The foraging wheel to the left has holes that are just bordering on too small for Mika. She has a lot of trouble pulling treats out of the holes… although so far she does seem to find the toy entertaining.

Some size-appropriate foraging toys that work for Mika include the Barrel of Fun, medium to large chest of drawer-type toys, foraging buckets that can be refilled with foot toys and treats, and hollow coconuts. All of these are beginner foraging toys, although the Barrel of Fun does not allow the bird to see the treats inside so you’ll probably need to show a beginning forager that you’re putting the treat in and help them the first few times.

One enrichment toy in particular managed to hold Mika’s attention for many days: a large ring on which were strung various wooden shapes and a dozen almonds in their shell. Although I bought the toy ready made, it’s easy enough to open up the ring and replace all the pieces so it becomes completely reuseable. All you need is some wooden slats, alphabet blocks, beads and some almonds in bulk. If you buy the toy parts from Drs. Foster and Smith they will already have holes in them (you may be able to find them cheaper on other sites that specialize just in bird toy parts). Then use an electric drill to put holes through the almonds. String them up on the toy and your bird will spend many fun hours trying to remove the almonds and destroying the wooden pieces.

Since Mika does enjoy playing with toys and will play with toys even if there are no hidden treats involved, her foraging toys sometimes are just filled with paper and various foot toys.
Mika and Her Foraging Bucket

Here’s Mika’s Bucket of Foot Toys, which can contain anything from foot toys, bits of paper (she loves paper!), pumpkin seeds and occasionally an almond wrapped in a plain, unwaxed Dixie cup. Sometimes she enjoys the Dixie cup so much she completely forgets about the almond.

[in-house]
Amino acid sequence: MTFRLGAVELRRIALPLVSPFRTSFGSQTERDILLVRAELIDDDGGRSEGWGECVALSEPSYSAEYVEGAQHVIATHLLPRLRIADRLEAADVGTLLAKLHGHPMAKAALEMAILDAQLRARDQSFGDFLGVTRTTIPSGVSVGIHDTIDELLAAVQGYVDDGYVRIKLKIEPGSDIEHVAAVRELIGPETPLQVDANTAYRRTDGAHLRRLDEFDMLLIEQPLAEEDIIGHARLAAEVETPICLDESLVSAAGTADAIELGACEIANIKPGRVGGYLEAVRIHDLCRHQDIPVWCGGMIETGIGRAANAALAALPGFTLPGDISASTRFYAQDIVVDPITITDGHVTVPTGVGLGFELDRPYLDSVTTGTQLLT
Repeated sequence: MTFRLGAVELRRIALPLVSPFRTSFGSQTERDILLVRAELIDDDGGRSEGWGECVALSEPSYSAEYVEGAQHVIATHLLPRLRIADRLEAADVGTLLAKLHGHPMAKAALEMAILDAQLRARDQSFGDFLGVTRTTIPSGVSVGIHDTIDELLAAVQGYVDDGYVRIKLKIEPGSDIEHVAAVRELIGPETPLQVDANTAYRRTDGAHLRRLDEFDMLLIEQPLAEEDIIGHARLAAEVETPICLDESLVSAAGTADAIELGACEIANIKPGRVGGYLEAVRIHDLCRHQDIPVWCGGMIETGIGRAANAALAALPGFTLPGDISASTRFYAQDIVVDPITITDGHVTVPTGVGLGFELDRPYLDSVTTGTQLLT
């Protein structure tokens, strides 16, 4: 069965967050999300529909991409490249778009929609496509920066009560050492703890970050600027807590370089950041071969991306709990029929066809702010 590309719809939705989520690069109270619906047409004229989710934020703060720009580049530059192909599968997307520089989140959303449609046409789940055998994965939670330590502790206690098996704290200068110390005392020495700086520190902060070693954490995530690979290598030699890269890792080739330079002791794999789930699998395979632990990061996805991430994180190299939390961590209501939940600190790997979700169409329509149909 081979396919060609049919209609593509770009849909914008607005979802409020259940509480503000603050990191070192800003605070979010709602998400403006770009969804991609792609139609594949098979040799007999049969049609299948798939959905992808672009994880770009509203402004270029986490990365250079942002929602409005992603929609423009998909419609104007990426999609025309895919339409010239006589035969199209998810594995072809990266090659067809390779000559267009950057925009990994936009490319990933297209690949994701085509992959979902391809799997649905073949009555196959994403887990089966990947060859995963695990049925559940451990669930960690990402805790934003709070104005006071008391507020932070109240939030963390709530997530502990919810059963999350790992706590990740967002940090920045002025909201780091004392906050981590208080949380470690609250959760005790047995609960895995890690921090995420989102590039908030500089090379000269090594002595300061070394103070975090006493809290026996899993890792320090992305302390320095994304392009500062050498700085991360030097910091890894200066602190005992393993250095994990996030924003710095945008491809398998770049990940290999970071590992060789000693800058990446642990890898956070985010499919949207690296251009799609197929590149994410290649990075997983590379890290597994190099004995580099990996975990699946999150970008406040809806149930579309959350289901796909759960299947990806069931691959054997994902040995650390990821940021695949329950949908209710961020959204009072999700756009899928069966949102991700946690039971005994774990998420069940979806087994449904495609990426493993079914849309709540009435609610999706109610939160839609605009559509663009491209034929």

Do your birds have favorite foraging toys? If so, what do you hide in these toys for your birds to find?

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Annual Well-Birdie Visit to the Avian Vet

February 7, 2010

Vet tripLast week, Stewie and Mika went to the vet for their annual checkup. Stewie posted about his trip on Facebook resulting in a long comment thread about everybirdie’s vet-visiting habits. Among most of Stewie’s bird friends, the consensus matches the advice you’ll find on boards and parrot organizations: a routine checkup every year is the norm. We do blood work every year during this check-up, though some only do it every other year.

Even if you don’t take your birds for regular check ups (although we advise you do), it’s very important to at least know who your local avian vets are. Because parrots hide their illness until they are very sick, by the time you notice that your bird is ill you may have very little time to act. If you suspect your bird is ill, you don’t want to waste valuable time trying to figure out which of your local vets have bird experience. You’ll want to have a relationship with your avian vet(s) so you can call them up if you suspect an issue (or just have a question that requires real expertise… the internet is not the answer to everything 😉 )
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Walnut Exchange Program: Cockatoo “Recycles” for Treats

February 2, 2010

This cockatoo has learned that it can barter for a yummy treat by bringing back an empty walnut shell. Shells = currency in this simple economy. The owner explains “if I don’t want him to ask for more, I simply remove all the empty shells [from the cockatoo’s reach]”

How clever! The bird has learned that it needs to bring something in exchange for a treat and there’s no point to begging.